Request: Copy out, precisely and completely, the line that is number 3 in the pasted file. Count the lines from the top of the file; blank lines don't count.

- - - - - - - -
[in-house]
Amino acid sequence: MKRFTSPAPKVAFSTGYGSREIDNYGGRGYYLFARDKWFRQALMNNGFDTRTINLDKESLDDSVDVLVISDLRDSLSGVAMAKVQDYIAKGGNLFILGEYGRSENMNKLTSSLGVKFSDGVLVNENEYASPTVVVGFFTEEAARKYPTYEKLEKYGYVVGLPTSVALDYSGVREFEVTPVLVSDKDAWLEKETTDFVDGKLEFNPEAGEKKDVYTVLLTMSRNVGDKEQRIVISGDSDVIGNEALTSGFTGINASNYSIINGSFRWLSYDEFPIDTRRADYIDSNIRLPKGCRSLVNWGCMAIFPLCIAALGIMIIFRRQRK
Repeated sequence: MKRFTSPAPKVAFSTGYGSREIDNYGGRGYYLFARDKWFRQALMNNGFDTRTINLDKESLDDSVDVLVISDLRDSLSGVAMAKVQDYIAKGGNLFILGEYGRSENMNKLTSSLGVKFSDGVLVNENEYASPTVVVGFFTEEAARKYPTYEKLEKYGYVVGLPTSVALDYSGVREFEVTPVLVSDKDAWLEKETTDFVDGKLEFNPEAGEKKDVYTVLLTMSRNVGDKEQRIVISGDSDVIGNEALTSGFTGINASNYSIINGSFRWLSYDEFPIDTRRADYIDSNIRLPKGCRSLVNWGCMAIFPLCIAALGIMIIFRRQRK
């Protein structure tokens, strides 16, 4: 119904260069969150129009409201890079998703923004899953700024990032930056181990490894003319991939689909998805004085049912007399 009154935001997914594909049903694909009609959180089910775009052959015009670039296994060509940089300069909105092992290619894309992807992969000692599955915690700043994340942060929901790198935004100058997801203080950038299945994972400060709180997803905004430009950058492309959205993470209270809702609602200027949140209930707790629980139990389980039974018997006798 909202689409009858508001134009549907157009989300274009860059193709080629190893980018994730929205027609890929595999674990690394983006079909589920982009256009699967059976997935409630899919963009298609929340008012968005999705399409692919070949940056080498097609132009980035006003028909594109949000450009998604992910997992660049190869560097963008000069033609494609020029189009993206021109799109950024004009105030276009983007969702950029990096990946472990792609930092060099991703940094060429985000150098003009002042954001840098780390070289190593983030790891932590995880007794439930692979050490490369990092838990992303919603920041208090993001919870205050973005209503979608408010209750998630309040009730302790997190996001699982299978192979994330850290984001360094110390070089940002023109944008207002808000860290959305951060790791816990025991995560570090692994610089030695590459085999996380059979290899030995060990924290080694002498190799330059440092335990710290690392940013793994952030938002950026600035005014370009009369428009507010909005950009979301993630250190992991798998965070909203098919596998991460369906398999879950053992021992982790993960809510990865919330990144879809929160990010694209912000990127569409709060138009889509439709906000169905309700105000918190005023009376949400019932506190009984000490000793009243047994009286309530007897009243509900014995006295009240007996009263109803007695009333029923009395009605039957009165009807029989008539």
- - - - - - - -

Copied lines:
Repeated sequence: MKRFTSPAPKVAFSTGYGSREIDNYGGRGYYLFARDKWFRQALMNNGFDTRTINLDKESLDDSVDVLVISDLRDSLSGVAMAKVQDYIAKGGNLFILGEYGRSENMNKLTSSLGVKFSDGVLVNENEYASPTVVVGFFTEEAARKYPTYEKLEKYGYVVGLPTSVALDYSGVREFEVTPVLVSDKDAWLEKETTDFVDGKLEFNPEAGEKKDVYTVLLTMSRNVGDKEQRIVISGDSDVIGNEALTSGFTGINASNYSIINGSFRWLSYDEFPIDTRRADYIDSNIRLPKGCRSLVNWGCMAIFPLCIAALGIMIIFRRQRK